The whole seed contains roughly 25% protein, 30% carbohydrates, 15% insoluble fiber, Carotene, phosphorous, potassium, magnesium, sulfur, calcium, iron and zinc, as well as vitamins E, C, B1, B2, B3, B6. Hempseed is one of the best source of Essential Fatty Acids with a perfect 3:1 ratio of Omega-6 Linoleic Acid and Omega-3 Linolenic Acid, good for strengthening the immune system. It is also a source of Gamma Linoleic Acid (GLA) which is otherwise available only from specialty oils like evening primrose oil or borage oils. Whole seeds are made into: snack bars, cookies, and porridge, or they may be roasted and consumed alone or in a trail mix, or brewed with coffee or beer. Wild and domestic birds love hempseeds too.

Shelled Seed

Removing the outer coating of the hempseed produces a wonderful nut that is being used in many different food applications, including snack bars, cookies, nutbutter, chips, pasta, tortillas, and hummus. The flavor is nutty and can be used as a topping on just about anything. It can be roasted with spices or just eaten raw.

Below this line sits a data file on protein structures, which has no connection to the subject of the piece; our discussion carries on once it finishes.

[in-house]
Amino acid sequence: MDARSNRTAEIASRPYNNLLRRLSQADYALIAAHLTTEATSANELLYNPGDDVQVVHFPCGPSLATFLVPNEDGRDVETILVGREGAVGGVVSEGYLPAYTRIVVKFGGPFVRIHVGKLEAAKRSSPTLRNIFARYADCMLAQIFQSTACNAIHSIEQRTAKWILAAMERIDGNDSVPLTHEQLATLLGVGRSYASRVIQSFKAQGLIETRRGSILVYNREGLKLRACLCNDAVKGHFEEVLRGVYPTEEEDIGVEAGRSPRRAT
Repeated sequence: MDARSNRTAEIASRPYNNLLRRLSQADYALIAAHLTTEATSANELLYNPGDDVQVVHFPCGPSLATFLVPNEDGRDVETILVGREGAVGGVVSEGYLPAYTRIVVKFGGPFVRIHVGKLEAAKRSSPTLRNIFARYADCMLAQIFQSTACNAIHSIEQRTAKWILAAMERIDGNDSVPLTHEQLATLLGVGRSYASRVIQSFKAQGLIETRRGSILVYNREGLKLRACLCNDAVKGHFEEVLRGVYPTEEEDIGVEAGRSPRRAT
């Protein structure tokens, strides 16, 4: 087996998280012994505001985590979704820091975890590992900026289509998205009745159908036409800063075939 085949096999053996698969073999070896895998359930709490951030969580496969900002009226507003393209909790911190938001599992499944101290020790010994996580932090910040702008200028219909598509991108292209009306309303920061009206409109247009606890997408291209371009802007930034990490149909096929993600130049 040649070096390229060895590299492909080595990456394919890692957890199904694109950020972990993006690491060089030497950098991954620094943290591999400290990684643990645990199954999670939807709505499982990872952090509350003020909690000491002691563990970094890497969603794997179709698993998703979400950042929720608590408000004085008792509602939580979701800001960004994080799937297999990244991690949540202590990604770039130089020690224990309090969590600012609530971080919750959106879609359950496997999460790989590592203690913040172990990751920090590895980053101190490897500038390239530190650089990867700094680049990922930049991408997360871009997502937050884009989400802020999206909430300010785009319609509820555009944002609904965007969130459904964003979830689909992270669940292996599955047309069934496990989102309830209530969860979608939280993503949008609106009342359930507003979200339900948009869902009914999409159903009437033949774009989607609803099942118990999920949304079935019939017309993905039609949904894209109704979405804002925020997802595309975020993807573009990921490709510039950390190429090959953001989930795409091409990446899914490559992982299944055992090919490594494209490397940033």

Seed Oil

Hempseed is 30% oil, and is low in saturated fats. Hempseed oil is good for lowering cholesterol levels and strengthening cardiovascular systems. The oil has a pleasantly nutty flavor. Among the foods hempseed oil is made into are: sauces, butter, salad dressings, condiments and pesto. Processing of hempseed oil starts with drying the seeds to prevent sprouting. The seeds are then pressed and bottled immediately under oxygen-free conditions. Hempseed oil is fragile and should be kept refrigerated in dark, air tight containers.

Seed Meal and Presscake